Explained: The Clusterfuck That Lost the Proposition 8 Campaign

Categories: Media, Politics
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During testimony, filings, and deliberations in the Proposition 8 trial, an unasked question reverberated through the federal courthouse in San Francisco: Why, exactly, are we here?

A step outside into the reality of still separate and unequal California provided an answer: An inept anti-Prop. 8 campaign fumbled what should have been a winning campaign. This quote from Rolling Stone was representative of anecdotes, quotations, blog posts and other accounts describing what a rotten organization the umbrella group Equality California oversaw: "The gay rights groups that tried to stop (Proposition 8) ran a lousy campaign."

There hadn't been an engaging roadmap to this sad business, however, until Monday, when  Equality California -- set up in 2005 as an umbrella organization for efforts to confront an anticipated anti-gay marriage initiative campaign -- filed a legal brief in response to a request for campaign strategy records. To read Equality California's Geoff Kors describe in the filing the group's strategy formulation, it's possible to imagine a gymnasium full of people engaged in an unrefereed shouting match, in lieu of actually playing a basketball game.
 
Postgame analysts said the anti Prop. 8 campaign excluded leaders of top gay lesbian groups, thus depriving the campaign of door-knockers. Meanwhile the campaign's phone-banking effort didn't ramp up until the month before the vote.

According to Monday's filing, however, what the campaign didn't have in foot soldiers and phone volunteers, it made up for in consultants. The anti Prop. 8 campaign seems to have been a full-employment act for West Coast political hacks.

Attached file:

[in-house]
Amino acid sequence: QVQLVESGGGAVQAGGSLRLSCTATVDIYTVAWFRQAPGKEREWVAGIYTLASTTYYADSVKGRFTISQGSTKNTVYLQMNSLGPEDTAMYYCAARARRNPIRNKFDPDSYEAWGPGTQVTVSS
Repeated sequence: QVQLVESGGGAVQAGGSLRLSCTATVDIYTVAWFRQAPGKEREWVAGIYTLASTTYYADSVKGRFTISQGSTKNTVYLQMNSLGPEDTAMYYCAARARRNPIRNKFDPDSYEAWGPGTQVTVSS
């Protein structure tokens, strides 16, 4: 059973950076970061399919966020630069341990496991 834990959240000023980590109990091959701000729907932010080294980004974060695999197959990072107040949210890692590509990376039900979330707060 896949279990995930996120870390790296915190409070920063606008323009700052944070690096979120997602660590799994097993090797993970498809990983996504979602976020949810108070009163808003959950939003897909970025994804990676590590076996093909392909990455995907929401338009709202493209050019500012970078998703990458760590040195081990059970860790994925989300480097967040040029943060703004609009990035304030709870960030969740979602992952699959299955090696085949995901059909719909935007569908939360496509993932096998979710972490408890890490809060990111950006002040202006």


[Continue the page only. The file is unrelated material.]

Equality for All paid numerous consultants to provide advice and technical support
for a wide array of campaign activity. These consultants included: political consultants who provided overall advice on campaign strategy; political consultants who provided advice about specific campaign strategies (such as reaching out to certain targeted voter groups); messaging consultants in a variety of media; messaging consultants who conducted polling and focus group research; and technology consultants who, for example, created and managed Equality for All's website and social media presence.
According to Rolling Stone, the campaign neglected to harvest political bounty even as it grew up beneath Prop. 8 opponents' toes.

Until the final days, the campaign failed to take advantage of the backing of every major newspaper in the state, as well as that of Gov. Arnold Schwarzenegger, former President Bill Clinton and future President Barack Obama. In one bizarre episode, an outside consultant was forced to "jackhammer" the campaign leadership simply to convince them to make use of a robo-call from Bill Clinton.
Judging from the multi-headed hydra-style decision-making process described in Monday's filing, it's a wonder the consultants managed to push even that decision through. Equality California acted simultaneously as a campaign organization and as a collection of independent groups each doing its own thing.

Per Monday's filing:

The member organizations of Equality for All participated both in the campaign
activities of the umbrella organization, and in campaign activities on behalf of their own
organizations. For example, EQCA was a member of the Equality for All campaign, but EQCA also worked to defeat Proposition 8 in its own capacity -- using its own website to argue against Proposition 8, sending emails to its own list regarding Proposition 8, and holding its own fundraisers to defeat Proposition 8. It is my understanding and belief that the many of the other member organizations of Equality for All worked within and independently of the Equality for All campaign in the same way EQCA did.

Equality California didn't so much lead a campaign as participate part-time in an extended social club of groups who didn't particularly like the ballot initiative, the filing suggests.

The entire thing's here:

prop 8.pdf


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